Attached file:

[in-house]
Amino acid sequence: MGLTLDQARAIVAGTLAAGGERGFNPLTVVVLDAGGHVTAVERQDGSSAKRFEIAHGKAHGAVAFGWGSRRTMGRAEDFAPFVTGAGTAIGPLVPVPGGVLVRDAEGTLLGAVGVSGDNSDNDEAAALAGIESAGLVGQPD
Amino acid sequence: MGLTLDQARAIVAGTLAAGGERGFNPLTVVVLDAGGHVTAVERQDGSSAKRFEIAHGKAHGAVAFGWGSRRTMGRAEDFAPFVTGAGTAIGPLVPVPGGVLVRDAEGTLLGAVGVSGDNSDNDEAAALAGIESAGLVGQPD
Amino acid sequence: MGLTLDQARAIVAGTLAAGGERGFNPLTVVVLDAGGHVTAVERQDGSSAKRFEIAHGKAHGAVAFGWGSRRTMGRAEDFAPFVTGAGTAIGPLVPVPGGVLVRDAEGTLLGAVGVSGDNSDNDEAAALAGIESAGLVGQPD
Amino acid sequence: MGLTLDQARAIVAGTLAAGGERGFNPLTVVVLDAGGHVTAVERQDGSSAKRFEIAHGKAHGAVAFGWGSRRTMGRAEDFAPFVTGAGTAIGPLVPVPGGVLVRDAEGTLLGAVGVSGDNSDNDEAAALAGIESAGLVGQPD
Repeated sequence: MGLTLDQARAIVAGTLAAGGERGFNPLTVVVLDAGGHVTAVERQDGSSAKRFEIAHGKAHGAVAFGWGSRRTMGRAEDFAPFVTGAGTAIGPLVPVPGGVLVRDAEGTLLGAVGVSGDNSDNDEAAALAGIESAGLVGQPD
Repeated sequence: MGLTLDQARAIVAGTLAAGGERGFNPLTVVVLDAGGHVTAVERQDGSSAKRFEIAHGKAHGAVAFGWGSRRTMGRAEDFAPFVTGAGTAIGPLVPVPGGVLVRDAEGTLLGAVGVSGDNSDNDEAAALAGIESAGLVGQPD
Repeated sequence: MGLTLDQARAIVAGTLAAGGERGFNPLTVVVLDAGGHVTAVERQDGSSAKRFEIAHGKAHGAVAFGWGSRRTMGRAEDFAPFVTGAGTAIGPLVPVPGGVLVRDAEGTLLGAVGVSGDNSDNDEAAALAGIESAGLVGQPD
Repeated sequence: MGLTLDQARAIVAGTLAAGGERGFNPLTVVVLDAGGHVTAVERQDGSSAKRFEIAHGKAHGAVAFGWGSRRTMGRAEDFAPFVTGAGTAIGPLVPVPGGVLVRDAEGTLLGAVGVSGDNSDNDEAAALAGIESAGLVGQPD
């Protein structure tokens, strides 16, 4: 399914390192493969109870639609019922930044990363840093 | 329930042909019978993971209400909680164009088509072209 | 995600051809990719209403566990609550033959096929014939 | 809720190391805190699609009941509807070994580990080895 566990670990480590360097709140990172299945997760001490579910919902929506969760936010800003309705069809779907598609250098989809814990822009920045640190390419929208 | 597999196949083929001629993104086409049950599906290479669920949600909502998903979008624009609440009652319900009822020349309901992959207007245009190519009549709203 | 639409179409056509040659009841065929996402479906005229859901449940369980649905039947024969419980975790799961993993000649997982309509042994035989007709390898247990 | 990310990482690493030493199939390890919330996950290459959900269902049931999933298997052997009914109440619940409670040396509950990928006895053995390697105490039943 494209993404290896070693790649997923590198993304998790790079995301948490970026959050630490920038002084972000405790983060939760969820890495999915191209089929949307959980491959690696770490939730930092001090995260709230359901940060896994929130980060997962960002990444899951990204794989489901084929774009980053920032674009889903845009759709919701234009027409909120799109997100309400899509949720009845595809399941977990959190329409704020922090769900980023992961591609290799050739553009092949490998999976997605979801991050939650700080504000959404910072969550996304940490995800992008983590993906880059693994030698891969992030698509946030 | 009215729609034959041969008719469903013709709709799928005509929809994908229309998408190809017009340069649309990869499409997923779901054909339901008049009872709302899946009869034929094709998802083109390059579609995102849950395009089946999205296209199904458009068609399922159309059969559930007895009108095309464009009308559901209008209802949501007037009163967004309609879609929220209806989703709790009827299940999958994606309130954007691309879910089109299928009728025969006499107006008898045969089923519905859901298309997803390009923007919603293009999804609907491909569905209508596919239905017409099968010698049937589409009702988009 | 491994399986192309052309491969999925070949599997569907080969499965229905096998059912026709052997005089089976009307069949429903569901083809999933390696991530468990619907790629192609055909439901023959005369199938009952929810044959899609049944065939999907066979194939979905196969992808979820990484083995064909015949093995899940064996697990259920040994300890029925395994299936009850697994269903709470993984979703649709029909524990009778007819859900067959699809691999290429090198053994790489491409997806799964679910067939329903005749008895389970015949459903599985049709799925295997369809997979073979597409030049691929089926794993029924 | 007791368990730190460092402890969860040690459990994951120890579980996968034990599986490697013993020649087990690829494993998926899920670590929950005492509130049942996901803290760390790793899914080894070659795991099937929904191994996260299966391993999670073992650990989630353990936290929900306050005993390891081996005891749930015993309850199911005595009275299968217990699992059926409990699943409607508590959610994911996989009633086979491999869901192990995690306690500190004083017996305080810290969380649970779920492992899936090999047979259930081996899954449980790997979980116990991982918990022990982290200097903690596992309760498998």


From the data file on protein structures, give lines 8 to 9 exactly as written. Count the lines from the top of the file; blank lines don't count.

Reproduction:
Repeated sequence: MGLTLDQARAIVAGTLAAGGERGFNPLTVVVLDAGGHVTAVERQDGSSAKRFEIAHGKAHGAVAFGWGSRRTMGRAEDFAPFVTGAGTAIGPLVPVPGGVLVRDAEGTLLGAVGVSGDNSDNDEAAALAGIESAGLVGQPD
Repeated sequence: MGLTLDQARAIVAGTLAAGGERGFNPLTVVVLDAGGHVTAVERQDGSSAKRFEIAHGKAHGAVAFGWGSRRTMGRAEDFAPFVTGAGTAIGPLVPVPGGVLVRDAEGTLLGAVGVSGDNSDNDEAAALAGIESAGLVGQPD